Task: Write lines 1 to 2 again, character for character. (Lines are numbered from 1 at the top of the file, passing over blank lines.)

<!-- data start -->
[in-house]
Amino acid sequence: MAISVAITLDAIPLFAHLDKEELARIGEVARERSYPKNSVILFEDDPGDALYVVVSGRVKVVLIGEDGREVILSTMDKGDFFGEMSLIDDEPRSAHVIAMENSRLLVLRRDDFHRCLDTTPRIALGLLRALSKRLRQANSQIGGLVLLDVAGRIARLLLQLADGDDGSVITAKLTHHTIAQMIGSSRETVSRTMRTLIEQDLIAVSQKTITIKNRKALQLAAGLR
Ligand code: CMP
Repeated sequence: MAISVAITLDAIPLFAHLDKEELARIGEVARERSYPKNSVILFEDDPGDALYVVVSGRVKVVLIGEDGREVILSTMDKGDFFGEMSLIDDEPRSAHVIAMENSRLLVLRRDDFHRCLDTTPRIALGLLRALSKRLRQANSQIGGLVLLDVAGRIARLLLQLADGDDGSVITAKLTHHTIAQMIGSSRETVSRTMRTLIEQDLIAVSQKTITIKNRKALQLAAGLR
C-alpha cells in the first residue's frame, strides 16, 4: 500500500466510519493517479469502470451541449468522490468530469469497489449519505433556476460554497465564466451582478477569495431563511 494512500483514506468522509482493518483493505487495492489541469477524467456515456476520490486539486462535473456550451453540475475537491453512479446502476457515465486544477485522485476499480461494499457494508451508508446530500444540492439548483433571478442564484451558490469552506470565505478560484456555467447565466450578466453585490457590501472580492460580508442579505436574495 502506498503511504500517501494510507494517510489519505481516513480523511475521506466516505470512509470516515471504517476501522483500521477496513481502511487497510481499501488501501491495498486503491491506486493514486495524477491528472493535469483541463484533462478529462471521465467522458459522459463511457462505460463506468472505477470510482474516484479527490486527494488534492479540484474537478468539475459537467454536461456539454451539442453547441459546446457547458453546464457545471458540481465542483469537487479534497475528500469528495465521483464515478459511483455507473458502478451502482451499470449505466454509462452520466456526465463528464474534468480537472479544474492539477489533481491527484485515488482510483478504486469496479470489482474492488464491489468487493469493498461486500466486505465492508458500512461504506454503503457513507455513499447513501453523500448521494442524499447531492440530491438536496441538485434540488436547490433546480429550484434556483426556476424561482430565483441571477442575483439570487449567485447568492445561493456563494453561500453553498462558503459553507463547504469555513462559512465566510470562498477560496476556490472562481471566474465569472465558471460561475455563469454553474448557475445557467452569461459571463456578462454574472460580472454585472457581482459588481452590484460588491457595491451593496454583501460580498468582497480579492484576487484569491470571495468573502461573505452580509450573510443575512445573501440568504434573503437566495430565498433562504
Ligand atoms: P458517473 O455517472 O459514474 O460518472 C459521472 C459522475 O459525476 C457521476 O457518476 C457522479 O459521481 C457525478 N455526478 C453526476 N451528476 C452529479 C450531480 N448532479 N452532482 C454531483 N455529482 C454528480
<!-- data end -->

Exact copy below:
[in-house]
Amino acid sequence: MAISVAITLDAIPLFAHLDKEELARIGEVARERSYPKNSVILFEDDPGDALYVVVSGRVKVVLIGEDGREVILSTMDKGDFFGEMSLIDDEPRSAHVIAMENSRLLVLRRDDFHRCLDTTPRIALGLLRALSKRLRQANSQIGGLVLLDVAGRIARLLLQLADGDDGSVITAKLTHHTIAQMIGSSRETVSRTMRTLIEQDLIAVSQKTITIKNRKALQLAAGLR